Diving across the Straits
Updated: 2014-05-18 05:11
By Eric Jou (China Daily)
Deepening demand for qualified scuba instructors is surfacing, as more Chinese mainlanders take up the pastime. Taiwan is rising with the tide. Eric Jou reports.
New work for Taiwan's scuba instructors is surfacing as more Chinese mainlanders seek recreation beneath the sea.
Taiwan's diving history and established training system has made the island a global exporter of instructors, Chinese Taipei Diving Association secretary director Lin Kao-cheng says.
Lin has dived around the world. He studied recreational diving in Taiwan and finished his doctorate on the subject in Shanghai. Lin says he has seen enormous expansion in the sector in recent years and believes scuba diving will continue to grow in China.
"Right now, what you have is that China is growing, and the people have money," he says.
"They want to dive and they travel abroad to do so. But when they arrive, they often reach locations where instructors don't speak Mandarin. This is where Taiwan comes in. Many instructors are trained in Taiwan and travel across the globe to destinations, teaching and coordinating dives, mainly for Mandarin-speaking tourists."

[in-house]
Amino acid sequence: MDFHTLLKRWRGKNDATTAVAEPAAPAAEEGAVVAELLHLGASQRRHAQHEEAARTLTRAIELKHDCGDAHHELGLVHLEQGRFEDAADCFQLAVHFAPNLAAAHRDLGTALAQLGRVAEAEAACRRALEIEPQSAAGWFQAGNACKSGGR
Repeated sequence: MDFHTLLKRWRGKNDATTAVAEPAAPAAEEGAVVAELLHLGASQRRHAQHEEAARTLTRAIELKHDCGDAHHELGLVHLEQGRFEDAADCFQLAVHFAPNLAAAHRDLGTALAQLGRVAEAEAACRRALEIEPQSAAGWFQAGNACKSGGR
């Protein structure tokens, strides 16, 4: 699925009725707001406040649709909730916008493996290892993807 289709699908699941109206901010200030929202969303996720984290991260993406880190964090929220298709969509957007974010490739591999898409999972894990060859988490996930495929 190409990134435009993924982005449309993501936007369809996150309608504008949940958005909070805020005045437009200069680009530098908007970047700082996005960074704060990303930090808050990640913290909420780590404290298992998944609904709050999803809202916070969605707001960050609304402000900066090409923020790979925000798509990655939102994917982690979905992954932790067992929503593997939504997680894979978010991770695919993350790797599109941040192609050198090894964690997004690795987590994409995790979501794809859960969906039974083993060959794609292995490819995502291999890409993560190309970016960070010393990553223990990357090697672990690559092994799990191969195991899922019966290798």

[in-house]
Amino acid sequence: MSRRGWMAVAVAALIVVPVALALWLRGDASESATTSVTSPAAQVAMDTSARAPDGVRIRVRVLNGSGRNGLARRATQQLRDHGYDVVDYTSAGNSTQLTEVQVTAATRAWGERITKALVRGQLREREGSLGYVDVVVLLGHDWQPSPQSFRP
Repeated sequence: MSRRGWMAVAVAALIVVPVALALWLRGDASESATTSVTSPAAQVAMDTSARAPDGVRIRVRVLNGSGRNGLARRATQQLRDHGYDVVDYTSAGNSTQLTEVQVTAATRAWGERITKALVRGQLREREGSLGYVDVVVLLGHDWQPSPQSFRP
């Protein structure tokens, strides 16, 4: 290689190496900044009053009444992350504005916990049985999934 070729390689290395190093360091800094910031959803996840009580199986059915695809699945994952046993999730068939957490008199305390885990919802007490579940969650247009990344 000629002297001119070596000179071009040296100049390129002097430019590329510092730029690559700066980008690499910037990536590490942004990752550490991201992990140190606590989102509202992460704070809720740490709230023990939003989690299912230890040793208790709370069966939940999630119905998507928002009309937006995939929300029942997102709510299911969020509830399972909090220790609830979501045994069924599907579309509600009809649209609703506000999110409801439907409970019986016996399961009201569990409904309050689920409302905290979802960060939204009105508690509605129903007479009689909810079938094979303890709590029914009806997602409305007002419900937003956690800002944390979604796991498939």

Taiwan offers two forms of professional instruction, Li explains.
Clubs and destinations hire instructors to teach tourists and students, or students attend higher-learning institutions where they learn more than just basic diving.
According to the Chinese Taipei Diving Association, there are more than 300 clubs and diving instruction locations within Taiwan with over 1,000 certified instructors. This number doesn't take into account the number of instructors abroad or those working for educational institutions.
Yu Hsu-kai is a Taiwan-educated dive instructor working on the mainland. The Taipei native moved to Beijing in 2011 to work in the National Aquatics Center, aka the Water Cube.
Yu studied aquatic recreation in university and started focusing on scuba in his senior year. He has noticed a growing interest in diving during his four years in Beijing.
"I can see diving continuing to grow with in China. The problem is there are too many students and not enough instructors. It isn't that trainers from Taiwan are better. They aren't. It's just that instructors overall require more training," he says.
"What you see here is a rush to meet demand. Instructors are coming from everywhere."
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(China Daily 05/18/2014 page3)